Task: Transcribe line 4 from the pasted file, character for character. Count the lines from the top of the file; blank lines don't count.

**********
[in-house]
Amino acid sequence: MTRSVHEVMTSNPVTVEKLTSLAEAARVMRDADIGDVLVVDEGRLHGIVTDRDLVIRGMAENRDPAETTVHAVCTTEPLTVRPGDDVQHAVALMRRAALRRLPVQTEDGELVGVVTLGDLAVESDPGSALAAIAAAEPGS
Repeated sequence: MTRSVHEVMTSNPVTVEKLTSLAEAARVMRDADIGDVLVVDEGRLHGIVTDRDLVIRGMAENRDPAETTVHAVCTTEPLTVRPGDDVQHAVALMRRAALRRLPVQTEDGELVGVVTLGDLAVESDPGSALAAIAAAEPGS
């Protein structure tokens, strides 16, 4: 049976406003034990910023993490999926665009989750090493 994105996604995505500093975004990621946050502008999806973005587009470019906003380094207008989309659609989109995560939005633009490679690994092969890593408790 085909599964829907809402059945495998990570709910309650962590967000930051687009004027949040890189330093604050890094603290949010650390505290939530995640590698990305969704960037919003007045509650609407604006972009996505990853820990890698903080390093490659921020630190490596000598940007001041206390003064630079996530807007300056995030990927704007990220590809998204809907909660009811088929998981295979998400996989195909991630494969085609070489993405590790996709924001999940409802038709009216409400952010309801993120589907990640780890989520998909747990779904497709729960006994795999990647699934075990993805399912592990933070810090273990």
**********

């Protein structure tokens, strides 16, 4: 049976406003034990910023993490999926665009989750090493 994105996604995505500093975004990621946050502008999806973005587009470019906003380094207008989309659609989109995560939005633009490679690994092969890593408790 085909599964829907809402059945495998990570709910309650962590967000930051687009004027949040890189330093604050890094603290949010650390505290939530995640590698990305969704960037919003007045509650609407604006972009996505990853820990890698903080390093490659921020630190490596000598940007001041206390003064630079996530807007300056995030990927704007990220590809998204809907909660009811088929998981295979998400996989195909991630494969085609070489993405590790996709924001999940409802038709009216409400952010309801993120589907990640780890989520998909747990779904497709729960006994795999990647699934075990993805399912592990933070810090273990």